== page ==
For years, I walked by a colleague’s door – a member of the Graphic Design Faculty – that had a poster proclaiming:
It always struck me that an equally self-aware (and self-deprecating) member of the Fine Arts Faculty could have the opposite poster on their door: “Art is Design for Losers”.
In the end, I have sort of hewed toward the following two sentiments, expressed by people far more worthy than I, and in far more thoughtful terms:
And, from Robert Capa:
“Art is some guy using a medium to change how you see the world. Whereas design is changing how we live in it.”
(Sorry, but Robert Capa, as a photographer, doesn’t have a slick graphic . . .)
The gist of what I am getting at, however, is that the two are not all that far apart in many respects – though they are often forcefully separated.
Trade Shows can often highlight both the differences and the similarities, and the most recent Salon event here in NYC was a good example of how the two coexist quite comfortably. While I normally prefer shows that feature experimental works rather than established (and expensive) ones, I was lucky to know a design team that was being exhibited in Adrian Sassoon’s booth; and, free ticket from them in hand, I ventured into Manhattan.
As is often the case – experimental or established – these shows really highlight the importance of knowing one’s materials.
The aforementioned design team – Vezzini & Chen – are a perfect example of this: Cristina Vezzini works with ceramics, and Stan Chen works with glass, and the two meld their pure expressions of their materials in remarkable lighting pieces. The two have been honing their craft since meeting at the RCA in London, and have produced memorable pieces all along the way.
What I love about their pieces is that both of the materials work with light in different ways, and they exploit those qualities in many ways that are so similar, and yet so different.
On my way to their booth, however, I was struck by the work of Mathieu Lehanneur.
So were others . . .
The title of the collection from which this piece comes is Inverted Gravity, one of the more engaging titles around – and far more understandable in this photo:
Our brains expect to see materials like marble on the bottom of objects – and glass on the top. That we are able to slice thin stone veneers with great accuracy, allowing “stone” to live in places that it couldn’t before, slightly undermines the fact that glass as a material – while brittle – is quite strong. Lehanneur’s glassblower subjected an initial bubble prototype to some 250 kg of weight without incident.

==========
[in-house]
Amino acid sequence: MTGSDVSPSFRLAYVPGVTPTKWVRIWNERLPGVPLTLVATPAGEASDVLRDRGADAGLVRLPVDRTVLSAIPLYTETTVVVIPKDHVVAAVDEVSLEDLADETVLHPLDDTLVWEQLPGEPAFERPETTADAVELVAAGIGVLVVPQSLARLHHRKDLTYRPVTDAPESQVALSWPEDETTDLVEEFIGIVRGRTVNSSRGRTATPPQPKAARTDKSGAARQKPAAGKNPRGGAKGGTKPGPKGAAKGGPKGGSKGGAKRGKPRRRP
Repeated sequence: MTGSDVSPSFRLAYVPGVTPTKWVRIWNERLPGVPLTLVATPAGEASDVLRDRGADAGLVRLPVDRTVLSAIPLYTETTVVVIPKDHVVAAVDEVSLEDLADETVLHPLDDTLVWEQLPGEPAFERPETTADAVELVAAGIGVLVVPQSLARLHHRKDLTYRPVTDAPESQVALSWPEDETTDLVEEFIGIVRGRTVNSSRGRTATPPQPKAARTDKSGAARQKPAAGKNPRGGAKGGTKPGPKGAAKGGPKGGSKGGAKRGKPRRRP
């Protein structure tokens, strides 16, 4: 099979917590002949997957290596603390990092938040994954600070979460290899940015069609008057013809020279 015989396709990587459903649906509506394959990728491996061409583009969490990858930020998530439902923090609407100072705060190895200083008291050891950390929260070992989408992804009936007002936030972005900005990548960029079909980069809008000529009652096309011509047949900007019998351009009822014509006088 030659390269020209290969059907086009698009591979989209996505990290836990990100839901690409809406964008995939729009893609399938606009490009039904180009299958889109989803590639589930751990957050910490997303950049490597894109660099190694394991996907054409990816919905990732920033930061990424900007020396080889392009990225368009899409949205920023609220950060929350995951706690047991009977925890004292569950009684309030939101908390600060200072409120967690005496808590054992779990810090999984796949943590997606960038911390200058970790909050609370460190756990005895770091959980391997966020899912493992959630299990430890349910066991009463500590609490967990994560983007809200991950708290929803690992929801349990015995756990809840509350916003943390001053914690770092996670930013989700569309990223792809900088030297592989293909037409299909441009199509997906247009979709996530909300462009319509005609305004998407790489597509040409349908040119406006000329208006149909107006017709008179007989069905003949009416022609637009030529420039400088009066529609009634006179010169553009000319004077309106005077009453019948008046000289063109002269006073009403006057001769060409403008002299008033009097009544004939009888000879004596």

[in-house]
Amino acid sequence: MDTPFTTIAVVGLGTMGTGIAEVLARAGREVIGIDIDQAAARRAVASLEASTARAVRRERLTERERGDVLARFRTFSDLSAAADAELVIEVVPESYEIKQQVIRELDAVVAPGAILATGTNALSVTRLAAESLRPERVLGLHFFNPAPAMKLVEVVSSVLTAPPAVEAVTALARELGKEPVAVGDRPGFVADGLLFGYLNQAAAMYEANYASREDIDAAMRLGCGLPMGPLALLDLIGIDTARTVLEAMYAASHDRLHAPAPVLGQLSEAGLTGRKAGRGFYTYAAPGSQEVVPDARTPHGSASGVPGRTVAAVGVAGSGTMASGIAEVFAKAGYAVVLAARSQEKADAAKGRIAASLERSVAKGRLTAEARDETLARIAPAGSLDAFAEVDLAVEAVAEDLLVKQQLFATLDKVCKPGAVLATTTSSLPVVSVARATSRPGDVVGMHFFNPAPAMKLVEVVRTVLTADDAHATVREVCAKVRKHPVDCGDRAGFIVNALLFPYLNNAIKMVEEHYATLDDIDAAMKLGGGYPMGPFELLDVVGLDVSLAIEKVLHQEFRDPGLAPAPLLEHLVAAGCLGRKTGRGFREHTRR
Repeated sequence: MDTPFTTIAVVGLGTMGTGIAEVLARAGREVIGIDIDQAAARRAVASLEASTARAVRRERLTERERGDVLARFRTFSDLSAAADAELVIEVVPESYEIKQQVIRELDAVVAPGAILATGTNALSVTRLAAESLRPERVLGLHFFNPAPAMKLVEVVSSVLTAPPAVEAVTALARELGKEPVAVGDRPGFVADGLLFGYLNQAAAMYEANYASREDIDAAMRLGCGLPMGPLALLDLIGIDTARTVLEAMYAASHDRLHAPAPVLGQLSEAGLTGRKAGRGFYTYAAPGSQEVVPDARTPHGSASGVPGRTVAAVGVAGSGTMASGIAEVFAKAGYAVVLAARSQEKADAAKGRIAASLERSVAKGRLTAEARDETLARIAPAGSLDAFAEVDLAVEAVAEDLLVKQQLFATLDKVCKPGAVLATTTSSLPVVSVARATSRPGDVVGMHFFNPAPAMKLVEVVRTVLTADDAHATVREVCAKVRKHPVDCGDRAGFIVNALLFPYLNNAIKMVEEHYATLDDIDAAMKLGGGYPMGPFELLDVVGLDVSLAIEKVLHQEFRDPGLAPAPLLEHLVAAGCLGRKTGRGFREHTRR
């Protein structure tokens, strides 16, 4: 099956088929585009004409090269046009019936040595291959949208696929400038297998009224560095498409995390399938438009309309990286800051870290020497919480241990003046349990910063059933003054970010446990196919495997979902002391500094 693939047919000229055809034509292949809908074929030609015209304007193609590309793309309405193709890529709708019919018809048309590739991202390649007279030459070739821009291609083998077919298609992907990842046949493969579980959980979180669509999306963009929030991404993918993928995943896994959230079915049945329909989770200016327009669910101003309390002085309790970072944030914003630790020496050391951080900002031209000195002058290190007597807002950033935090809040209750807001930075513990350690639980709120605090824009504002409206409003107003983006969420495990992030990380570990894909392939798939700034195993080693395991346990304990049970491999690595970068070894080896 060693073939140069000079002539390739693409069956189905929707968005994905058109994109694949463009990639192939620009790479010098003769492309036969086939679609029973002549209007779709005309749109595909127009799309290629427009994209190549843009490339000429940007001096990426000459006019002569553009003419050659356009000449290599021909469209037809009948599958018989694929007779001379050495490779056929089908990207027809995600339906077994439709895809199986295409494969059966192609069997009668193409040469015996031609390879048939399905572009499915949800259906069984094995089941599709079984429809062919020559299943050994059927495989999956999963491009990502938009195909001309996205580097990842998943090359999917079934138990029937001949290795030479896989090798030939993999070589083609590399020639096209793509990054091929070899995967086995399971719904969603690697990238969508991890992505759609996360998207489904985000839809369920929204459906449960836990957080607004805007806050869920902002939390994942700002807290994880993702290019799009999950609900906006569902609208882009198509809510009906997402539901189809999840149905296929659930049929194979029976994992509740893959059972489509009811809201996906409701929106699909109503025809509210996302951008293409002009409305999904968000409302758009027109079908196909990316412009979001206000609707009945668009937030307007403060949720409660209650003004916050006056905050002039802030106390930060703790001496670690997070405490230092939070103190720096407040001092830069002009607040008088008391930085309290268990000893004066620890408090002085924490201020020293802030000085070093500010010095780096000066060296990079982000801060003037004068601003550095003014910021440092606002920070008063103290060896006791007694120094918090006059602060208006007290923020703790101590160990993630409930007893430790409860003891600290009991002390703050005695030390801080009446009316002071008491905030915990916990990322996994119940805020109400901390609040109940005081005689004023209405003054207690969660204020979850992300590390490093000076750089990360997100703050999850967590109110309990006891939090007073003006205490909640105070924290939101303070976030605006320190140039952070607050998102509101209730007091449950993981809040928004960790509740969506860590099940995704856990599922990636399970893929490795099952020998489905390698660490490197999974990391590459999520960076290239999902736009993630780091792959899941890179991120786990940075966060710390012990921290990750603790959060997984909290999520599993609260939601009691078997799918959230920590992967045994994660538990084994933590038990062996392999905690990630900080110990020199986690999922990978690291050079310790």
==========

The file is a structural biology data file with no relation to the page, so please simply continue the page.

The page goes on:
In this scenario, the designer is deliberately playing his materials against type, while still celebrating their inherent properties and qualities. In other pieces, however, Lehanneur cuts across these elements, creating pieces that defy their material origins.
I’ll be honest, I was ready to pull out the hatchet on this piece: so many artists/designers are enthralled with the ability to “quickly” and precisely mill hard materials, that they forget what they are doing (or, they know what they’re doing, and I find it wasteful . . .).
I thought that this piece was CNC milled from a solid piece of marble, which – while enthralling in its delicate presentation, and running counter to marble’s solidity . . .
would be a tremendous waste of material. I was, therefore, excited to hear that the piece was cast from marble powder and resin – a much better use of material.
Moving to the back of the room, there was an equally delicate and enthralling – and circular – piece.
We could get into a larger discussion of depicting a Black Hole – the expression of infinite gravity – using paper, but I would prefer to focus on the use of paper – Washi paper, specifically – in lighting. This, one of the most humble of materials, becomes absolutely transcendent when applied to lighting; and the use of it in layers like this is absolutely amazing.
I had initially wondered if the material was paper – or ceramic. Paper is usually considered too mundane for such a headline piece, and ceramic or porcelain can have the same translucency and papery feel. While the light was, indeed, paper, there were wonderful pieces that exhibited the same look – in ceramic . . .
When we come back, we’ll get back to lighting – and back to a more traditional material for it: glass.